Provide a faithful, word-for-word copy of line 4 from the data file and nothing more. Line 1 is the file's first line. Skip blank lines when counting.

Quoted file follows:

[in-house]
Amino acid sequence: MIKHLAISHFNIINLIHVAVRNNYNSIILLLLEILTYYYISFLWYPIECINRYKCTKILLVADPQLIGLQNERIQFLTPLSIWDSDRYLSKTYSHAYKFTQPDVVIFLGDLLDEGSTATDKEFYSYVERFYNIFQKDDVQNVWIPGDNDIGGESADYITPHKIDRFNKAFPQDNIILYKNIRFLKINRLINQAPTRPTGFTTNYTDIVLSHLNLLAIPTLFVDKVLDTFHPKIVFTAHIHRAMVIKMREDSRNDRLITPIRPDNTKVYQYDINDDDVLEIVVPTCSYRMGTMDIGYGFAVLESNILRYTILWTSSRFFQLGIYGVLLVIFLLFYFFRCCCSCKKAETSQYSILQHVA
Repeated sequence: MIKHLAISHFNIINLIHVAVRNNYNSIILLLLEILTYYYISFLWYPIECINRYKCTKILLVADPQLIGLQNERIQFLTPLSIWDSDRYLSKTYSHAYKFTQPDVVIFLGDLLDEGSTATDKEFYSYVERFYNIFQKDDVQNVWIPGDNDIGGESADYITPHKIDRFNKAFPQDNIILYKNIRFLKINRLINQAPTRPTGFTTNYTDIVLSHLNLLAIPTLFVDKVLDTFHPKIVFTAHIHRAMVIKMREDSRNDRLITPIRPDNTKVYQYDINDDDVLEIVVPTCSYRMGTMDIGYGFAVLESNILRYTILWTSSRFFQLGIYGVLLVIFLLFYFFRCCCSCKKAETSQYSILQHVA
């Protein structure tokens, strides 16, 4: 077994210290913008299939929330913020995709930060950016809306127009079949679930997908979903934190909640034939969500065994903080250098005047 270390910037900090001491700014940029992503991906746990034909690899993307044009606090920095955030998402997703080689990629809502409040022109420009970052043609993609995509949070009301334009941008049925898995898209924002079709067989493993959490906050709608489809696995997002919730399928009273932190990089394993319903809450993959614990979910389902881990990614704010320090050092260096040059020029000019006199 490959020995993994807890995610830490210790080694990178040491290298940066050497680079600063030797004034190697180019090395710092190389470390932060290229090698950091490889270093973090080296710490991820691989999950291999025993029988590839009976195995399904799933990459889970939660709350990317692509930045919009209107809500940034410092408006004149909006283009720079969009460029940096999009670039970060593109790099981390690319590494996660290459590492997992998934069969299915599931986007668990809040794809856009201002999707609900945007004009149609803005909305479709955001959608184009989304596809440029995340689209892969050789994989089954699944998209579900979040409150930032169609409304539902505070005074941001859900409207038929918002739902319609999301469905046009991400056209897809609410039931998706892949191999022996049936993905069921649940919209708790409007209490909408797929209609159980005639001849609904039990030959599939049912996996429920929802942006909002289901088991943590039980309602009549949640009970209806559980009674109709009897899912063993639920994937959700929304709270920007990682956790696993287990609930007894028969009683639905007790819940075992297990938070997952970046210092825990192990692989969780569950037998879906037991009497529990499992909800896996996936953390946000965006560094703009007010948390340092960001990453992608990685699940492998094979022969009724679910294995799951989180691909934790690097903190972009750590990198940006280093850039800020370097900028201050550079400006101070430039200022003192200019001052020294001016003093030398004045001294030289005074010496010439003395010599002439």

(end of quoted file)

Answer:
């Protein structure tokens, strides 16, 4: 077994210290913008299939929330913020995709930060950016809306127009079949679930997908979903934190909640034939969500065994903080250098005047 270390910037900090001491700014940029992503991906746990034909690899993307044009606090920095955030998402997703080689990629809502409040022109420009970052043609993609995509949070009301334009941008049925898995898209924002079709067989493993959490906050709608489809696995997002919730399928009273932190990089394993319903809450993959614990979910389902881990990614704010320090050092260096040059020029000019006199 490959020995993994807890995610830490210790080694990178040491290298940066050497680079600063030797004034190697180019090395710092190389470390932060290229090698950091490889270093973090080296710490991820691989999950291999025993029988590839009976195995399904799933990459889970939660709350990317692509930045919009209107809500940034410092408006004149909006283009720079969009460029940096999009670039970060593109790099981390690319590494996660290459590492997992998934069969299915599931986007668990809040794809856009201002999707609900945007004009149609803005909305479709955001959608184009989304596809440029995340689209892969050789994989089954699944998209579900979040409150930032169609409304539902505070005074941001859900409207038929918002739902319609999301469905046009991400056209897809609410039931998706892949191999022996049936993905069921649940919209708790409007209490909408797929209609159980005639001849609904039990030959599939049912996996429920929802942006909002289901088991943590039980309602009549949640009970209806559980009674109709009897899912063993639920994937959700929304709270920007990682956790696993287990609930007894028969009683639905007790819940075992297990938070997952970046210092825990192990692989969780569950037998879906037991009497529990499992909800896996996936953390946000965006560094703009007010948390340092960001990453992608990685699940492998094979022969009724679910294995799951989180691909934790690097903190972009750590990198940006280093850039800020370097900028201050550079400006101070430039200022003192200019001052020294001016003093030398004045001294030289005074010496010439003395010599002439």